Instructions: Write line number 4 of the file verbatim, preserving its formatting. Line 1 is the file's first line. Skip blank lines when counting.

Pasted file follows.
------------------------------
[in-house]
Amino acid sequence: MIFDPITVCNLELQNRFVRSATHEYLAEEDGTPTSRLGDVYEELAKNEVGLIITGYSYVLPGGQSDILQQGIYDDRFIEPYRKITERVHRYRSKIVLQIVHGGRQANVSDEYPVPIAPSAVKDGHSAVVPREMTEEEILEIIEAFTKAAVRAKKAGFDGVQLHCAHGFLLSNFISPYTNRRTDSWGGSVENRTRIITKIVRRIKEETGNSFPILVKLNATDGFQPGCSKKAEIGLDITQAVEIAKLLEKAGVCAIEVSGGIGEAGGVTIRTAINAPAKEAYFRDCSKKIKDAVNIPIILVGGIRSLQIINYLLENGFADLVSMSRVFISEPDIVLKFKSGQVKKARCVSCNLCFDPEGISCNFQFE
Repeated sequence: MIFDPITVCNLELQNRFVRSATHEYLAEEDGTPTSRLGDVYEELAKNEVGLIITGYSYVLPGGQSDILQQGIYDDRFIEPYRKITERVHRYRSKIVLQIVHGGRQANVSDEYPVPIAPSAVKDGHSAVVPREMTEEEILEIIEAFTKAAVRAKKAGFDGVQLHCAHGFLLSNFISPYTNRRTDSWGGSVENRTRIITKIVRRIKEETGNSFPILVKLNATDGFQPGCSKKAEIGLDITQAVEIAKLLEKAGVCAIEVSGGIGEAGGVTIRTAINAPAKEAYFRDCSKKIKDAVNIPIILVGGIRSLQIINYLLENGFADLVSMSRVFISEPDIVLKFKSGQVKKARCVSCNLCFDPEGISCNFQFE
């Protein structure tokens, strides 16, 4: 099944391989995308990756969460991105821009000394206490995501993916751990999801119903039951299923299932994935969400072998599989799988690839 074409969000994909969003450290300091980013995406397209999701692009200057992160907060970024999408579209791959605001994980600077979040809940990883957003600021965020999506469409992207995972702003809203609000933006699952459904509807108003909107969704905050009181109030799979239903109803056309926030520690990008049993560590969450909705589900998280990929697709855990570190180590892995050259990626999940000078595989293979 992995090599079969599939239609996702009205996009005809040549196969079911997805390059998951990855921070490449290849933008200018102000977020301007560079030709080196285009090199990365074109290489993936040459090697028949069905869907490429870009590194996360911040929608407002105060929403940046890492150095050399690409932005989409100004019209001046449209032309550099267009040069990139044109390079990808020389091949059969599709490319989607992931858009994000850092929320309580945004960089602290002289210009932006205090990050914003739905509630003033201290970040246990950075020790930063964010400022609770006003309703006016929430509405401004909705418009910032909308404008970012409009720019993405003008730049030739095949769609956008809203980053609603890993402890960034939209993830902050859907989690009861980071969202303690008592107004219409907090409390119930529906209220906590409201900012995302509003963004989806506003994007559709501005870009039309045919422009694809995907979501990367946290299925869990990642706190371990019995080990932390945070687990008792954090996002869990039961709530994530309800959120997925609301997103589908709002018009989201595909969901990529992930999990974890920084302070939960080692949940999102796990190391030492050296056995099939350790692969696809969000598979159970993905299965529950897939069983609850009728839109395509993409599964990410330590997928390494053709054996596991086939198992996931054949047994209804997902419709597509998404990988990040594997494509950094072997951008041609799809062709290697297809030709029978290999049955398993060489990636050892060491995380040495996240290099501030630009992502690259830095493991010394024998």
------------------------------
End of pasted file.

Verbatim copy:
């Protein structure tokens, strides 16, 4: 099944391989995308990756969460991105821009000394206490995501993916751990999801119903039951299923299932994935969400072998599989799988690839 074409969000994909969003450290300091980013995406397209999701692009200057992160907060970024999408579209791959605001994980600077979040809940990883957003600021965020999506469409992207995972702003809203609000933006699952459904509807108003909107969704905050009181109030799979239903109803056309926030520690990008049993560590969450909705589900998280990929697709855990570190180590892995050259990626999940000078595989293979 992995090599079969599939239609996702009205996009005809040549196969079911997805390059998951990855921070490449290849933008200018102000977020301007560079030709080196285009090199990365074109290489993936040459090697028949069905869907490429870009590194996360911040929608407002105060929403940046890492150095050399690409932005989409100004019209001046449209032309550099267009040069990139044109390079990808020389091949059969599709490319989607992931858009994000850092929320309580945004960089602290002289210009932006205090990050914003739905509630003033201290970040246990950075020790930063964010400022609770006003309703006016929430509405401004909705418009910032909308404008970012409009720019993405003008730049030739095949769609956008809203980053609603890993402890960034939209993830902050859907989690009861980071969202303690008592107004219409907090409390119930529906209220906590409201900012995302509003963004989806506003994007559709501005870009039309045919422009694809995907979501990367946290299925869990990642706190371990019995080990932390945070687990008792954090996002869990039961709530994530309800959120997925609301997103589908709002018009989201595909969901990529992930999990974890920084302070939960080692949940999102796990190391030492050296056995099939350790692969696809969000598979159970993905299965529950897939069983609850009728839109395509993409599964990410330590997928390494053709054996596991086939198992996931054949047994209804997902419709597509998404990988990040594997494509950094072997951008041609799809062709290697297809030709029978290999049955398993060489990636050892060491995380040495996240290099501030630009992502690259830095493991010394024998």